Saturday, December 1, 2012

December 2011

We'll wrap up 2011 with a post covering the month of December. Since this is the first post of this month, there will be some blog stats at the end. (Even more interesting than last month's blog stats. Trust me.)

First, a quick update on me. I had my annual physical exam on December 14, 2011, and everything was still normal. I had also requested a 24-hour urine collection just to have that as a baseline for proteinuria. There was no indication of protein in the 24-hour collection, so hooray for me. I'm still asymptomatic.

As you recall, we had gotten excited about pursuing a domino liver transplant for Mom after talking with Cathy Tidwell at the familial meeting in Chicago. I don't think I've defined "domino liver transplant" in the blog before, so I will now. (Feel free to skip the rest of this paragraph if you don't need the lesson.) A domino liver transplant is when a liver from a deceased person (person A) is transplanted into a recipient (person B), and then the liver removed from that recipient (person B) is transplanted into a second recipient (person C). Liver A goes to B, liver B goes to C, liver C is disposed of. This procedure can be done when person B has just a little something wrong with their liver that makes it undesirable for person B, but person B's liver would be suitable for person C. In the case of fibrinogen amyloidosis the liver is the source, or "factory," of the misfolded proteins (amyloids) that get deposited throughout the body, primarily in the kidneys. Since it takes 40 years or more to see the impact of these amyloids, that liver (assuming it's good otherwise) would do just fine to extend an older person's life by 10 or 20 years. So one donated liver permits two people on the transplant list to get new livers.

Mom talked to her internist about this at her annual physical in November, and her internist gave her the names of two hepatologists (a hepatologist is a liver doctor, not to be confused with a herpetologist, which is someone who studies reptiles and amphibians.) On December 6, 2011 I went to Mom's quarterly nephrologist appointment with her. Her nephrologist wondered how successful a liver transplant would be for Mom given the amount of scar tissue she's likely to have in her kidneys, since scar tissue doesn't heal. She recommended we do two things. First, talk to a liver specialist about having Mom evaluated as a candidate for a domino liver transplant. Second, she asked if she could get some more info on Cathy's situation from her nephrologist, to find out what Cathy's kidney function was pre-transplant, how long she had had kidney problems, etc. So the nephrologist wasn't totally sold on the idea just yet, but she made some practical recommendations.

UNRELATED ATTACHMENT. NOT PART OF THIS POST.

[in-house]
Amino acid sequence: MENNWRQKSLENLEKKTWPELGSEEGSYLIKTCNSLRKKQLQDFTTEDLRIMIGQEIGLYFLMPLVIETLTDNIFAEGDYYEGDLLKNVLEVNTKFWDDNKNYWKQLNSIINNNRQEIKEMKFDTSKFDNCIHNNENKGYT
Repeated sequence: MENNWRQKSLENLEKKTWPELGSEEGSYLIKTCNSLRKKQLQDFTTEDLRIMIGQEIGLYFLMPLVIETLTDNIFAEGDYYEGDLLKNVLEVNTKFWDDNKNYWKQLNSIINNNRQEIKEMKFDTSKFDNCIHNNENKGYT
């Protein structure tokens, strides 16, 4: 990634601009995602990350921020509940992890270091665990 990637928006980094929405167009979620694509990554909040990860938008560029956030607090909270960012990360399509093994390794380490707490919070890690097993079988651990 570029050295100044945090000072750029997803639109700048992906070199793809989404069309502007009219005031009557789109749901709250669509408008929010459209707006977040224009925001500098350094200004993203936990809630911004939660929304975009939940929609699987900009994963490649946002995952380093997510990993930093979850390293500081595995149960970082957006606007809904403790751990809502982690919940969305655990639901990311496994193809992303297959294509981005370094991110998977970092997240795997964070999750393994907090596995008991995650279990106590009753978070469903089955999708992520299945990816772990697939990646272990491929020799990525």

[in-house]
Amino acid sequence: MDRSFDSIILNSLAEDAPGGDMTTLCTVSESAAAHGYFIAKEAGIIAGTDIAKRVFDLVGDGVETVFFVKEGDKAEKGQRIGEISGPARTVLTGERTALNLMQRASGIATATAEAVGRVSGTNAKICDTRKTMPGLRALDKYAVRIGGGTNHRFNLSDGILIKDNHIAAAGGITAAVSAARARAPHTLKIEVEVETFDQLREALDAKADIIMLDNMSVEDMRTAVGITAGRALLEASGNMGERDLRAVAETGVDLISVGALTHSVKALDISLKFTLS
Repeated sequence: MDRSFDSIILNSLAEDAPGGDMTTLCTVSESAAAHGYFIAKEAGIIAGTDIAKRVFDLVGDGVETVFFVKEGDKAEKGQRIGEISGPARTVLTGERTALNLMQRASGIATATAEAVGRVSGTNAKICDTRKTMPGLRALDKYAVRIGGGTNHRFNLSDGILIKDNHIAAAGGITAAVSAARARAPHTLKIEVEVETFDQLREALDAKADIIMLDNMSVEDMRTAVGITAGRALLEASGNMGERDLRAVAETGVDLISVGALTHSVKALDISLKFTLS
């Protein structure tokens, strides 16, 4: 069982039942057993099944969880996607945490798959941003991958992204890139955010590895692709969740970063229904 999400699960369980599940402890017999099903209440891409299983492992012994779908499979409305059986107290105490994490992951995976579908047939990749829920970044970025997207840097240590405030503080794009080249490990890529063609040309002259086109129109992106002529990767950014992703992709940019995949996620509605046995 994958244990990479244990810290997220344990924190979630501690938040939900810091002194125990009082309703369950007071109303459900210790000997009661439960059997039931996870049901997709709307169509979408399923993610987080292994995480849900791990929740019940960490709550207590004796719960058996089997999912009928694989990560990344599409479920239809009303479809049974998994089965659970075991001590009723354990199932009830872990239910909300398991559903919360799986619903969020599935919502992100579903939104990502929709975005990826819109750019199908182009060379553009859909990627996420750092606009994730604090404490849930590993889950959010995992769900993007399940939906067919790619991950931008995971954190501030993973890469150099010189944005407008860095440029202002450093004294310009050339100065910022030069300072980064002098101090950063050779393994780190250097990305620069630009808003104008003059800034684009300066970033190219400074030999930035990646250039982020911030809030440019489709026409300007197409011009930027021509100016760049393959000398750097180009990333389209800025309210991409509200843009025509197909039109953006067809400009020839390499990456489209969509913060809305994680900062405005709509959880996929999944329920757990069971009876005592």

I swapped some emails with Cathy Tidwell over the next few days and put together a one-page chronology of her kidney history based on what she told me and what she had already written in her blog. The short version is that she was very close to needing dialysis at the time of her liver transplant in July of 2010. As of December of 2011 her kidney function was just good enough that she would not qualify for a kidney transplant. So although it's slow improvement and it may have stabilized there, it's still some improvement, which is much better than a decline.

Another interesting thing I learned from discussing this with Cathy was that she was the first fibrinogen amyloidosis patient to receive a domino liver transplant. She learned that herself at the familial meeting in Chicago. Up until then I had thought that a liver only transplant was a standard procedure for some fibrinogen patients, but now that I look again at the journal articles that reported on multiple patients with fibrinogen amyloidosis, I see that all of those patients with transplants received either a kidney or a liver and a kidney.

In December I also made an appointment with one of the liver specialists that had been recommended by Mom's internist. Unfortunately the earliest appointment we could get was January 30, 2012. So we'll have to wait until well after the holiday season to see about having Mom evaluated for a liver transplant.


New and Improved Monthly Blog Status Update

As previously mentioned, at least until I catch up to real time the first blog post each month will include a little blog status update at the end. This may only be of interest to me, so feel free to skip it. That's why it's at the end.

Months behind as of November 2012: 27
Months behind as of December 2012: 12
Total posts: 34 (15 in November)

New categories:

Email subscribers: 3 (Don't worry. I can't see the email addresses used to subscribe, only the count.)

Number of countries that have viewed the blog: 14
Prior to November, I think the blog had only been visited by people in the US, UK, Germany and Russia. The country list expanded quite a bit this past month, at least partially due to being mentioned on the familial amyloidosis support group. Here's the current country list, in order of total pageviews:

United States
United Kingdom

So, welcome to all of our international readers.

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